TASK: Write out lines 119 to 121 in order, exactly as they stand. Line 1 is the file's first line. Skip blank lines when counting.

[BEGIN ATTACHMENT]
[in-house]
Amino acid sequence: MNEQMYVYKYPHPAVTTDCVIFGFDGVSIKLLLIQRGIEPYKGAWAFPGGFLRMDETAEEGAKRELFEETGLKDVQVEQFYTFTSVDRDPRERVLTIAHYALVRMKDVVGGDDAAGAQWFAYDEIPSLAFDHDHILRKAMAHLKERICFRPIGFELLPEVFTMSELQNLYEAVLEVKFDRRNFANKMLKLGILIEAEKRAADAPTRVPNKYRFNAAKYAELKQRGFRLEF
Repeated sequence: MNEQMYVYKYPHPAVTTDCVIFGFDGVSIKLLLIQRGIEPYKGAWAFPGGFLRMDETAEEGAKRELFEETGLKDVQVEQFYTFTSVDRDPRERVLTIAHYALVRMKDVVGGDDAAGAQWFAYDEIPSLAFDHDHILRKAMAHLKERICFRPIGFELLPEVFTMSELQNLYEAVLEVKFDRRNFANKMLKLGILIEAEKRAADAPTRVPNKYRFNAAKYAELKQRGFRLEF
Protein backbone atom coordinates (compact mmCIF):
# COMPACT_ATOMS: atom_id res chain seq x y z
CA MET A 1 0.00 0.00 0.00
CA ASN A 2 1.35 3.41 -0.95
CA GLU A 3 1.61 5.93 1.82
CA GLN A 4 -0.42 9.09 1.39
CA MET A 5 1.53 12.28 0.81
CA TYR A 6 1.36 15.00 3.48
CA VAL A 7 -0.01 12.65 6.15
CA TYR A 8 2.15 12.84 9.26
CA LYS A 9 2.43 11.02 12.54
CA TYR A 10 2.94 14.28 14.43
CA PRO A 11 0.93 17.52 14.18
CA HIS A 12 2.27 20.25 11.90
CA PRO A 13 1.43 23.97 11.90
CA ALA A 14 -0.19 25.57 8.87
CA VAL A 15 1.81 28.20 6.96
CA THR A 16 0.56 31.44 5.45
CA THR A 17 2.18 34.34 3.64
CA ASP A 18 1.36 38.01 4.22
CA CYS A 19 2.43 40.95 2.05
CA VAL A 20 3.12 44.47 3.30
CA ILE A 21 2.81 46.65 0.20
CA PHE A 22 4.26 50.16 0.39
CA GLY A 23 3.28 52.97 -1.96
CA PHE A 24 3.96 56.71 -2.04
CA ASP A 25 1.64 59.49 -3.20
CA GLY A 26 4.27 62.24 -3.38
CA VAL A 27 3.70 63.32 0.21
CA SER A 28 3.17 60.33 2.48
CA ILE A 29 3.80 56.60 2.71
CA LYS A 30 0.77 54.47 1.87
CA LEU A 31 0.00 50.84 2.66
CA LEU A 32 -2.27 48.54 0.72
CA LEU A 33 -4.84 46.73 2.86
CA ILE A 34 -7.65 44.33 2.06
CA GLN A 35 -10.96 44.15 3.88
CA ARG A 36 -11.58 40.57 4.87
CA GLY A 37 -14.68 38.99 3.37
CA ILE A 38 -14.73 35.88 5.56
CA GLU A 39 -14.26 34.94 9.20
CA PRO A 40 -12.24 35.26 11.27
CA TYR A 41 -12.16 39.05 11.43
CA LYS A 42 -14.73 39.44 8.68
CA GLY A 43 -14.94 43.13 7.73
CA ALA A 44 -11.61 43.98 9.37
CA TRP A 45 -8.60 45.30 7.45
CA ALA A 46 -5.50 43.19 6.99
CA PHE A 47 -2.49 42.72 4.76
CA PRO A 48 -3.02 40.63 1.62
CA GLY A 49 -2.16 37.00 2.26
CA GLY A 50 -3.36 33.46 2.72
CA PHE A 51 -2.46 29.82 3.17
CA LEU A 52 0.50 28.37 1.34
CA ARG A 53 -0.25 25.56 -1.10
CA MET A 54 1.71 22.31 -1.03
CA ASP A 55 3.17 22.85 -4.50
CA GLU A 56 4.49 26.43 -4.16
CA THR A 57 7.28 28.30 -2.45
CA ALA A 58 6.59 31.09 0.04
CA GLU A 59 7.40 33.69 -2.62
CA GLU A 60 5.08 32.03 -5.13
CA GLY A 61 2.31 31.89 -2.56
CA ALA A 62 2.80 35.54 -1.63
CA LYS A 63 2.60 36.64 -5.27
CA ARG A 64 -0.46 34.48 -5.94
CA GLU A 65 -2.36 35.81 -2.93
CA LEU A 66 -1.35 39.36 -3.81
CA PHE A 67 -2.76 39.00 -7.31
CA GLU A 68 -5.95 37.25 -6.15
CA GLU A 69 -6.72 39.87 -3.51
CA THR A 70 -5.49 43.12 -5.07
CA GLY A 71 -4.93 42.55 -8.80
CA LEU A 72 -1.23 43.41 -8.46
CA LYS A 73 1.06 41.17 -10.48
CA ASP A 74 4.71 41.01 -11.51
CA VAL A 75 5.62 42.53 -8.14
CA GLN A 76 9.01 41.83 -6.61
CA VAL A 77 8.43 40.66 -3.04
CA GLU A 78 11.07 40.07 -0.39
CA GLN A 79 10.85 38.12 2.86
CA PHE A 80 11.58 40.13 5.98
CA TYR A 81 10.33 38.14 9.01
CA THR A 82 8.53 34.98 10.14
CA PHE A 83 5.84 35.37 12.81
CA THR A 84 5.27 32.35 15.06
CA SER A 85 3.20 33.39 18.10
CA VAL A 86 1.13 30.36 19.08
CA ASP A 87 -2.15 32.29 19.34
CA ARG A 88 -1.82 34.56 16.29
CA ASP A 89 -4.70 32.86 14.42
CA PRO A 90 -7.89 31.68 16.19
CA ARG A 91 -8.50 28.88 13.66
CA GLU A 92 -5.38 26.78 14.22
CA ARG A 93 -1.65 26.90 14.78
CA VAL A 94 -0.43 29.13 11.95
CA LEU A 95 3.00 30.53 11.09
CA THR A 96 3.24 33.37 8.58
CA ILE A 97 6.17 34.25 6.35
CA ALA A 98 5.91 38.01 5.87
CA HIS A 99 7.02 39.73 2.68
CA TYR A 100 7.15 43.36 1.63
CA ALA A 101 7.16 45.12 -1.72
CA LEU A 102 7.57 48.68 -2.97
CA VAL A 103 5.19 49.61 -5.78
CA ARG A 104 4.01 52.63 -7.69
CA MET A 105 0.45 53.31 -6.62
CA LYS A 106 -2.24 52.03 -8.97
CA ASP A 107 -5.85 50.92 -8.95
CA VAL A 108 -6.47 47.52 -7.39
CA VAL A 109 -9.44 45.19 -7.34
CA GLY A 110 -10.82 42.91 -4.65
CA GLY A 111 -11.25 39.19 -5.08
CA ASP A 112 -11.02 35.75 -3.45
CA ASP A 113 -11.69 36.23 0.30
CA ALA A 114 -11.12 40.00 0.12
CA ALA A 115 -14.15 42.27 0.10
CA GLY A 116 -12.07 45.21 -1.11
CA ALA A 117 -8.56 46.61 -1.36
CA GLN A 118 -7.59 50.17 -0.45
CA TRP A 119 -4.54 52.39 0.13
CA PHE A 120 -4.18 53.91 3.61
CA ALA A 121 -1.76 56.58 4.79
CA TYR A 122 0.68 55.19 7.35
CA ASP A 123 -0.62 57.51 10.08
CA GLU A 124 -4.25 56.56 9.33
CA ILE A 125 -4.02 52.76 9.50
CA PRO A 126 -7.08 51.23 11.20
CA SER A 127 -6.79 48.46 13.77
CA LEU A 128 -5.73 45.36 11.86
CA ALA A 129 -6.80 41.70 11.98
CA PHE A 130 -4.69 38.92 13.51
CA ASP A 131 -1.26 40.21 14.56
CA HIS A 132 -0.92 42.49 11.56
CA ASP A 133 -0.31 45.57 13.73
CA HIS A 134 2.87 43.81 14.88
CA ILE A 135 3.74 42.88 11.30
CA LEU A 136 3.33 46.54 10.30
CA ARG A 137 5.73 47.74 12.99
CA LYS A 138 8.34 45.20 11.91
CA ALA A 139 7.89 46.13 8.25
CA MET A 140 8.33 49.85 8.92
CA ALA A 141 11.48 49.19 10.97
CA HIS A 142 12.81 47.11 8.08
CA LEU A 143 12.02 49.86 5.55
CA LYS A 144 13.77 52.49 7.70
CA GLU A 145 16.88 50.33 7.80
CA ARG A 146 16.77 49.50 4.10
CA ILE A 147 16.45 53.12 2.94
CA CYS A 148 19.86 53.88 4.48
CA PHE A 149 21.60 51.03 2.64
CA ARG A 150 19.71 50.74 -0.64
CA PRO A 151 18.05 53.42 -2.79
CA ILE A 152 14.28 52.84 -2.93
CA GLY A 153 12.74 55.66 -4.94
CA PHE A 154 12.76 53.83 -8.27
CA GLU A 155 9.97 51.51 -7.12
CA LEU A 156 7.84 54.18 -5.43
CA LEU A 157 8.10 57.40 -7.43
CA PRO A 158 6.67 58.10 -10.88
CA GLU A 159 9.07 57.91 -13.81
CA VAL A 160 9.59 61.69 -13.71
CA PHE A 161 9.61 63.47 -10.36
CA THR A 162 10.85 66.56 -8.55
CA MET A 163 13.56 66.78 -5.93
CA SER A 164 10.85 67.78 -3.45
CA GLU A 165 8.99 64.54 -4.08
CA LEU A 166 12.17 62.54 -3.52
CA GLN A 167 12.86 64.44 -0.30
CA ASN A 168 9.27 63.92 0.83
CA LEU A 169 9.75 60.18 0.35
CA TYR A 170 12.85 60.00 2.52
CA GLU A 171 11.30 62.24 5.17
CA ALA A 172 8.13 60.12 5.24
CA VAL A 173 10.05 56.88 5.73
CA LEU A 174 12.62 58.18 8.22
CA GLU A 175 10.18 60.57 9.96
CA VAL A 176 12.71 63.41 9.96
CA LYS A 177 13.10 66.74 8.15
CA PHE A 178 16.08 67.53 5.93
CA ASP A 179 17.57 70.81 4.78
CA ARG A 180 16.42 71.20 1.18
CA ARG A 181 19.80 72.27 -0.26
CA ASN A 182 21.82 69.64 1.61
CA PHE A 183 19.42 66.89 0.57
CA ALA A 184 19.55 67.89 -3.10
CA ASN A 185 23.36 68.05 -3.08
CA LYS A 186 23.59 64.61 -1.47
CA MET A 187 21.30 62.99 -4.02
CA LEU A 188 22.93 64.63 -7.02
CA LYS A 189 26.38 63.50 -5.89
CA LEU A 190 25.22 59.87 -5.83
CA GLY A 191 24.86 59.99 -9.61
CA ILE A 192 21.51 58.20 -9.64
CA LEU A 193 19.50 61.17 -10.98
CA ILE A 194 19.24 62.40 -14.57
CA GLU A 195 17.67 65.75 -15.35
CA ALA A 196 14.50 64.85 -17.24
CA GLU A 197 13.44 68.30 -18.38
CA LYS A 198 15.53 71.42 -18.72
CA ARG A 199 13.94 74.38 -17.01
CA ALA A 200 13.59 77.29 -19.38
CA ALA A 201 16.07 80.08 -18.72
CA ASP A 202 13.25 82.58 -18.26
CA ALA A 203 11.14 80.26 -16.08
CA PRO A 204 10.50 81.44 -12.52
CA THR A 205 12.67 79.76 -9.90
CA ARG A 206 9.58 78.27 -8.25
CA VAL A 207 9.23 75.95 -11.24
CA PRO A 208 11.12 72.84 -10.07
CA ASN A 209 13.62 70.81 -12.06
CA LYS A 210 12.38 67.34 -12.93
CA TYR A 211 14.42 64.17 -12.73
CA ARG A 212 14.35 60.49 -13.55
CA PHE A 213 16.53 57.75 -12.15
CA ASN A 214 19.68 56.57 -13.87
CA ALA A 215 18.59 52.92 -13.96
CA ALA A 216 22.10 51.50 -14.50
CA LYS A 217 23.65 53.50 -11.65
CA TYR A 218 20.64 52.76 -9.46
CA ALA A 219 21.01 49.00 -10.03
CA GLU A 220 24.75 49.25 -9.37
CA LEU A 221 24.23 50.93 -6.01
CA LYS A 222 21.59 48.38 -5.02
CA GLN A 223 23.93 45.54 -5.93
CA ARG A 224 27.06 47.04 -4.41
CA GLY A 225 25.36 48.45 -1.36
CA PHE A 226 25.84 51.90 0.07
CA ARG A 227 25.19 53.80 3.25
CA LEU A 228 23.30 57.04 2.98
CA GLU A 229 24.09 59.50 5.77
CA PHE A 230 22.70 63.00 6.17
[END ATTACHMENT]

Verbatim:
CA ALA A 114 -11.12 40.00 0.12
CA ALA A 115 -14.15 42.27 0.10
CA GLY A 116 -12.07 45.21 -1.11